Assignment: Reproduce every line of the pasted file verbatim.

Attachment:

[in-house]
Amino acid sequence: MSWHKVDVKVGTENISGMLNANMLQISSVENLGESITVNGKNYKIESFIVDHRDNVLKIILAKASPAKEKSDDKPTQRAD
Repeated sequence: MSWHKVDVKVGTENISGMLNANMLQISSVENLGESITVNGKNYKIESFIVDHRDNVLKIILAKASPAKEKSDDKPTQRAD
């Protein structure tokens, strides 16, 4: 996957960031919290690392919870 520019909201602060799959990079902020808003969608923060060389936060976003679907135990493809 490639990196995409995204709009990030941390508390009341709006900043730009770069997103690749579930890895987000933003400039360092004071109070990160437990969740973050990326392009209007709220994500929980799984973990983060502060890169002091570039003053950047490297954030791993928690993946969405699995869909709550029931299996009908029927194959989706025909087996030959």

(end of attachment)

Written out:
[in-house]
Amino acid sequence: MSWHKVDVKVGTENISGMLNANMLQISSVENLGESITVNGKNYKIESFIVDHRDNVLKIILAKASPAKEKSDDKPTQRAD
Repeated sequence: MSWHKVDVKVGTENISGMLNANMLQISSVENLGESITVNGKNYKIESFIVDHRDNVLKIILAKASPAKEKSDDKPTQRAD
């Protein structure tokens, strides 16, 4: 996957960031919290690392919870 520019909201602060799959990079902020808003969608923060060389936060976003679907135990493809 490639990196995409995204709009990030941390508390009341709006900043730009770069997103690749579930890895987000933003400039360092004071109070990160437990969740973050990326392009209007709220994500929980799984973990983060502060890169002091570039003053950047490297954030791993928690993946969405699995869909709550029931299996009908029927194959989706025909087996030959």